Woody?

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I am seriously considering building a wood frame recumbent of some sort. I’ve joined several fora (forums?), bumped into Stormbird (who pointed me here), read a few posts on veloforum.de through Google Translate and even put together a Pinterest board. I need a commuter and one option is a Python tadpole (no prizes for guessing where that suggestion comes from) and I do enjoy riding a trike. I currently have invested in a 2nd hand mismatched pair of 20” wheels and have a garage full of timber as I used to be a carving instructor. I am very short of leg with a 28” inseam and am thinking of something similar to a Toxy SV with a steam bent laminated and hollowed frame with a conventional rear fork, not single sided, and no suspension . Preliminary measurements suggest a 48” wheelbase. I have never ridden a recumbent and part of me wants to do this as everyone in my family thinks the idea ranges from stupid to death trap! Standard reply is, “get a folding city bike”. Anyway, I would very much be interested in your thoughts, advice, links to threads, whatever. I especially could do with suggestions for frame “tube” shape cross-sections and dimensions. Thanks in advance.
Andrew
 
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I think you mean a python delta, not tadpole. Googling toxy sv brings up some weird results. Could you supply a link?
 
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For someone good with wood it would make sense to build the seat in wood too and use it as a part of the stressed frame rather than a separate item.
 
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Hi all



I think initially yes it would matter as you have no idead what you find comfortable and @ what angle you need for the road to see well.

Also initially you need to consider that the angle between the seat back and the base is dependent on the seat back angle you settle on ?

I had a bike similar to that with for me a to laid back seat , I build a fancy mount to move the upper rear of the seat forwards only to find the base moved far enough for me to slip off the front of it !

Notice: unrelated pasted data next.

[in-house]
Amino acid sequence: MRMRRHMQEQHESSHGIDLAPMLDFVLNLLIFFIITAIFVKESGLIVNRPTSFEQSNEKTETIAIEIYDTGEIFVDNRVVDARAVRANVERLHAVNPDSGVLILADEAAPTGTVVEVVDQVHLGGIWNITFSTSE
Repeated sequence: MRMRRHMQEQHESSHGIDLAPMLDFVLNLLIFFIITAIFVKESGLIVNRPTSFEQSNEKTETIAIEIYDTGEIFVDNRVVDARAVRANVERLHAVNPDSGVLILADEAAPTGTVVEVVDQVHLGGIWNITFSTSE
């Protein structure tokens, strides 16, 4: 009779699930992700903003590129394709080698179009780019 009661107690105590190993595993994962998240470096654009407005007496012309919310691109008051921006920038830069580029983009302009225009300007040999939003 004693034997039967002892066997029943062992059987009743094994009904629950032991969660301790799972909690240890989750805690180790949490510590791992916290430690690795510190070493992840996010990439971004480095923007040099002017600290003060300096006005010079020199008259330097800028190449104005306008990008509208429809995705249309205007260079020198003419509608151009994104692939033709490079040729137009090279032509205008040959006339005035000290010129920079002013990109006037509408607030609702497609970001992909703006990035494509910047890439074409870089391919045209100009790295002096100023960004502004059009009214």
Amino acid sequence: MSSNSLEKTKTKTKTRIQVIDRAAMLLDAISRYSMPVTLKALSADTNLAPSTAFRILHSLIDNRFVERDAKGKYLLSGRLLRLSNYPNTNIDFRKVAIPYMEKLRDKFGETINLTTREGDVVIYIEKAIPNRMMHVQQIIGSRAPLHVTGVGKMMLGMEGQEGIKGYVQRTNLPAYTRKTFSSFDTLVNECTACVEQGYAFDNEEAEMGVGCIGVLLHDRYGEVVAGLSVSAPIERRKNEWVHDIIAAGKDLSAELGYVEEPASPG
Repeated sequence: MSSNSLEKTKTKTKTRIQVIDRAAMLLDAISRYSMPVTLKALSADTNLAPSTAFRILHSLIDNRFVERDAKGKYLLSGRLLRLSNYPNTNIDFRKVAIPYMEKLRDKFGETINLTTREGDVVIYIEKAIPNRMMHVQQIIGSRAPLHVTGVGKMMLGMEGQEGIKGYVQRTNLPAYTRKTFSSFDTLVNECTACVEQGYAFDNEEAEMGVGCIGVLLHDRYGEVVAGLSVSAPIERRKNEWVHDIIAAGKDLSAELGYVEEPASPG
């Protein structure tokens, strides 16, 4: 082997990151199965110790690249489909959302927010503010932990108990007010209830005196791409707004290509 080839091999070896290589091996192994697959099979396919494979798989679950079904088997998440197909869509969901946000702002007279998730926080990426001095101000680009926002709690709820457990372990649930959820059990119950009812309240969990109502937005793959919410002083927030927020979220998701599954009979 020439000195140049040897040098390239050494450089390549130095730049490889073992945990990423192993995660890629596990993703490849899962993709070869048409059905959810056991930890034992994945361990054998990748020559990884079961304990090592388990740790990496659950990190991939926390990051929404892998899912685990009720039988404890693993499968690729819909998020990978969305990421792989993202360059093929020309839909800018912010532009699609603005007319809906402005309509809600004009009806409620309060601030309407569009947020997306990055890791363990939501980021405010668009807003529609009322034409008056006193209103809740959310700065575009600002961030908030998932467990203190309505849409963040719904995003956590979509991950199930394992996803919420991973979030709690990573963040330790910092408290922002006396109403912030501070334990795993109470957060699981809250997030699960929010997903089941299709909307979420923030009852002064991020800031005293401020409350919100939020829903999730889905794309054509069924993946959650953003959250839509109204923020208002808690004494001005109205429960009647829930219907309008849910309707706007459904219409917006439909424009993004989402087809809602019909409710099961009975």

YMMV

Paul
 
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I'd offer a different perspective in that I've always set the seat at somewhere around 45 degrees just by eye and never felt the need to move it on any machine I've built. If you can build in wood sufficiently strongly to take all the stress on the one member then a moveable seat is not an issue. Perhaps it's my own inability to work in wood that suggests to me that a single wooden member won't do. I readily concede my woodwork is crap.
 
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I too am "inseam challenged" so a Python Delta is not at all a bad option.
I built one and it is a decent machine with many advantages.
 
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Regarding seat angle, it would be possible to bolt/screw everything together and glue it all down after a few test rides. A Python trike is certainly the better option but I am pig headed and stubborn and the bike is just something I need to get out of my system,
 
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Regarding seat angle, it would be possible to bolt/screw everything together and glue it all down after a few test rides.
Your first bike won't be perfect , if you try to make it perfect it will never get finished